However, even if Berman does go too far in his characterisation of Russell as bowing down to science when developing his metaphysics; he is surely correct in his assertion that Russell was primarily a socio-linguistic thinker. And Berman’s taxonomy divided into major and minor types does offer a partial explanation of why Bergson and Russell’s philosophies differed despite them both being tactile types.
As we discussed in my last blog-post, contingent facts about Russell’s life that were out of his control; such as the death of his parents when he was a child, and his being brought up by his puritanical grandmother, had a deep influence on his intellectual and emotional development. Such accidents of history and the philosopher’s defensive reactions to these experiences will influence their worked out philosophies as adults. For an example of emotions and their relation to a philosopher’s system see my blog-post on Quine and Emotions: https://wordpress.com/post/kingdablog.wordpress.com/228 . So while Berman is surely correct in emphasising differences in typology resulting in Bergson and Russell’s different philosophy; he is only telling half the story by neglecting contingent facts of life that may have played an even bigger role in the differences between their philosophies.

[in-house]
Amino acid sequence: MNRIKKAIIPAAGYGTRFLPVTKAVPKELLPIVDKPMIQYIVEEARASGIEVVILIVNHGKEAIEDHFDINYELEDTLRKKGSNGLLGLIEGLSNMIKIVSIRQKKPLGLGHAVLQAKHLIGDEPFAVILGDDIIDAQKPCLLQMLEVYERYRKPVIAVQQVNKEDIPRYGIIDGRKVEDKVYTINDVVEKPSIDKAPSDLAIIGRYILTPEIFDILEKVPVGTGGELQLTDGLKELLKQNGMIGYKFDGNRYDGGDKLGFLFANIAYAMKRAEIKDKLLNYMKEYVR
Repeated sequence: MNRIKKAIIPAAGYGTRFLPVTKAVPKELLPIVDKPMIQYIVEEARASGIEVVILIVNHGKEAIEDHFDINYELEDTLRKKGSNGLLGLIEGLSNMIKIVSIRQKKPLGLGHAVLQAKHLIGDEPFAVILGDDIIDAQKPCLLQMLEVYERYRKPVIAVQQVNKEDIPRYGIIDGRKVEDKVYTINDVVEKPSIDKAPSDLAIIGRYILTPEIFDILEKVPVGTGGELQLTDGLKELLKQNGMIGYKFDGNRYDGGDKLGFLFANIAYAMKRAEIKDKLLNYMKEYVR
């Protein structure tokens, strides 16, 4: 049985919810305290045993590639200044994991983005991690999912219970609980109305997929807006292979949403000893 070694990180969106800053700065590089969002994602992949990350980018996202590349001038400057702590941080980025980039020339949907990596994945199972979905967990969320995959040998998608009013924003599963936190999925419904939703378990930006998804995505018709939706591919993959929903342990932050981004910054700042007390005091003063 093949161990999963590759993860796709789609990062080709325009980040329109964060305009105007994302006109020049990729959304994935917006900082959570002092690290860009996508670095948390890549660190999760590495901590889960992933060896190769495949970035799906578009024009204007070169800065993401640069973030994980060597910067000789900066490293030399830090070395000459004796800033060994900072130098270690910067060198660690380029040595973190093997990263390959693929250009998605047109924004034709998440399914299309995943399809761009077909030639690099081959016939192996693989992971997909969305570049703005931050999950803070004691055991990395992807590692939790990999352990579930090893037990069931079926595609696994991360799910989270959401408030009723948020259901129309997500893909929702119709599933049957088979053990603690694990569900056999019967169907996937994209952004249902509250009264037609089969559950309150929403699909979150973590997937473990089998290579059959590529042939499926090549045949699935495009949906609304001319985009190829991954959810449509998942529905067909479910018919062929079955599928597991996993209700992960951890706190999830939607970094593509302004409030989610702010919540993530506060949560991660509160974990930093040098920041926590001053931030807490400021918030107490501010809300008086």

There have been some attempts to interpret philosophical systems in light of contingent facts about the life of a philosopher; thus in his ‘The Philosophers: Their Lives and the nature of their Thought’ Scharfstein discussed atomism as a philosophical doctrine. He noted that in ancient times the debate between atomists such as Democritus and their opponents were done at a time when we had a very poor scientific understanding of the nature of the world. Given the limited evidential basis informing the ancient discussions of the validity of atomism Scharfstein speculated that a major component in the position philosophers took in these debates was their concrete experience of reality .